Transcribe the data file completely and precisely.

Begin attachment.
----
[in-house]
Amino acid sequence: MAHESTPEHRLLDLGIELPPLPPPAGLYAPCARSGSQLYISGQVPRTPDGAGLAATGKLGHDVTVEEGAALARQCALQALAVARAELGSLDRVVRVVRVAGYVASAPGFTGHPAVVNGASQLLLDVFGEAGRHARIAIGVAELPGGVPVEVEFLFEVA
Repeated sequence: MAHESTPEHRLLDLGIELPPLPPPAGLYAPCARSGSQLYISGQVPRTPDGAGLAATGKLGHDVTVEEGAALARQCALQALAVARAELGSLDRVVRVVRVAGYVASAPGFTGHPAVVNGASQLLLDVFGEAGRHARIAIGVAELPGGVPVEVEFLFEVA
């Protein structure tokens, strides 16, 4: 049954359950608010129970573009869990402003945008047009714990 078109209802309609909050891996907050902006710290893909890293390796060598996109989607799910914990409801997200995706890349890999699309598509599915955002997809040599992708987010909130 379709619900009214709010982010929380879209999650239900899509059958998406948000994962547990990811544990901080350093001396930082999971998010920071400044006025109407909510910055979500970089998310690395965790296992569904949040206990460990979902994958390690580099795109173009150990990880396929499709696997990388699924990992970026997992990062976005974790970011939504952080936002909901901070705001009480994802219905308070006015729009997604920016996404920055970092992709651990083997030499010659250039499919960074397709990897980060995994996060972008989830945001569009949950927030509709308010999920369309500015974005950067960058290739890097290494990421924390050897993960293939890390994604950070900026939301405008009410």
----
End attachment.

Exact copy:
[in-house]
Amino acid sequence: MAHESTPEHRLLDLGIELPPLPPPAGLYAPCARSGSQLYISGQVPRTPDGAGLAATGKLGHDVTVEEGAALARQCALQALAVARAELGSLDRVVRVVRVAGYVASAPGFTGHPAVVNGASQLLLDVFGEAGRHARIAIGVAELPGGVPVEVEFLFEVA
Repeated sequence: MAHESTPEHRLLDLGIELPPLPPPAGLYAPCARSGSQLYISGQVPRTPDGAGLAATGKLGHDVTVEEGAALARQCALQALAVARAELGSLDRVVRVVRVAGYVASAPGFTGHPAVVNGASQLLLDVFGEAGRHARIAIGVAELPGGVPVEVEFLFEVA
């Protein structure tokens, strides 16, 4: 049954359950608010129970573009869990402003945008047009714990 078109209802309609909050891996907050902006710290893909890293390796060598996109989607799910914990409801997200995706890349890999699309598509599915955002997809040599992708987010909130 379709619900009214709010982010929380879209999650239900899509059958998406948000994962547990990811544990901080350093001396930082999971998010920071400044006025109407909510910055979500970089998310690395965790296992569904949040206990460990979902994958390690580099795109173009150990990880396929499709696997990388699924990992970026997992990062976005974790970011939504952080936002909901901070705001009480994802219905308070006015729009997604920016996404920055970092992709651990083997030499010659250039499919960074397709990897980060995994996060972008989830945001569009949950927030509709308010999920369309500015974005950067960058290739890097290494990421924390050897993960293939890390994604950070900026939301405008009410």